It will help your team improve their skills and cultivate their ability to be lifelong learners.


How to create an internal knowledge base

Building an internal knowledge base is a step by step process. Here are a few basics to keep in mind to create a sound knowledge management system.

Don't try to be exhaustive

We know you have tons of content available, and you want it to be the most perfect for your customers but be honest ... You'll never launch your knowledge base if you do so.

Involve employees and identify the most critical questions of your business that need to be available at any time.

By setting priorities, you'll build your help center articles step by step, giving your colleagues the right information and backing it up with more secondary focus later.

Don't do it alone

Don't try to build a knowledge base alone ... But involve the whole company in its creation either.

We suggest defining one responsible among each department to avoid the content being messy and modified in unfair terms.

There's a high chance you'll need employees to manage each part of your product or service because they're in front of the employees or customers.

Don't do it without style

Guidelines are essential, so you make sure your content stays consistent with your brand voice and vision.

It will help employees to understand and navigate between the different categories of your internal help center.

Don't be afraid to start your knowledge base with a style guide to state how articles should be formatted, the language, and the tone to use.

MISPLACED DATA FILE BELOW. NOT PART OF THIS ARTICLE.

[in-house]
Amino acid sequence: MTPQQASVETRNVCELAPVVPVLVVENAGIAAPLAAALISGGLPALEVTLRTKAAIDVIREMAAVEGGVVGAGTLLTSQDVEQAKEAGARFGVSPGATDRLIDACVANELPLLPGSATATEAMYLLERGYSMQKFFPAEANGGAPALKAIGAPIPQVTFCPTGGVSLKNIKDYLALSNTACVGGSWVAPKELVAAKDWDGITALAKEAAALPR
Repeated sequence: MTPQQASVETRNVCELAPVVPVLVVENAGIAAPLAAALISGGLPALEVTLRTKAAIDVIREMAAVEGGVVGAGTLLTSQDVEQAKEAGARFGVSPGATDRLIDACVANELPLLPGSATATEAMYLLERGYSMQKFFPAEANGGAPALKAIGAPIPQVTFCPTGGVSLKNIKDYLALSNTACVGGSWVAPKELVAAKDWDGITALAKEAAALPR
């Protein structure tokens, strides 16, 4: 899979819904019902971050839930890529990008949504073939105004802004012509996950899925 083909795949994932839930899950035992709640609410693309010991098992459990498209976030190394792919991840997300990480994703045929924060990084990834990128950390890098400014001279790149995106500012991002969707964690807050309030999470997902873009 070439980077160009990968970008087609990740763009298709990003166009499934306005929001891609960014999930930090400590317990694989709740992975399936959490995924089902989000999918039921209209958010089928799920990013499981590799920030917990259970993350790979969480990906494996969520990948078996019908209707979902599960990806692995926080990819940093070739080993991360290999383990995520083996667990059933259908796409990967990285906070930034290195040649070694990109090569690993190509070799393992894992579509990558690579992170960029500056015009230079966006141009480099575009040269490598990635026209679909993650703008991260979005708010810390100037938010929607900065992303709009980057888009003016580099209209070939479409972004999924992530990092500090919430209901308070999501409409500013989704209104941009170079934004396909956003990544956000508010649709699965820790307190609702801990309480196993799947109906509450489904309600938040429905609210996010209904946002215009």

Don't forget to segment content

Structure by department:

  • Customer Service / Support: Customer FAQs and troubleshooting guides
  • HR: Vacation and expense policies, onboarding information
  • Legal: Contracts and legal policies
  • IT: How-to guides and installation documents
  • Design: Company logos and design guidelines

Structure by role or user type:

  • New hires: Onboarding information, company policies, getting started guides
  • Developers / Engineers: Tooling guides, code policies
  • Management: Company hierarchy and management policies

Create sections based around frequently asked questions:

  • Expenses: expense policies and expense cutoff times
  • IT issues: How-to guides and installation documents, how to get IT support
  • Training: Education resources

Don't go with the first knowledge base software

There are many knowledge base software, especially if you browse into G2's listing, for example.

Tools like Slack, Trello, or Gdrive are used as internal or public knowledge bases, but they're not built for it.

If you're looking for the best internal knowledge base software, make sure it contains, at least, the following features:

  • A protected environment with a password, for example
  • Unindexable content to prevent the content from being visible on search engines
  • Powerful internal search engines
  • integrated onto your existing domain name such as "help.mywebsite.com"

As seen, building an internal knowledge base isn't a simple process. To be successful, companies have to engage with every department within the company.

Thanks to dedicated software, companies are now able to build the best solutions to make employees' life easier.

Have you been able to create an internal knowledge base yourself? We would love to know how.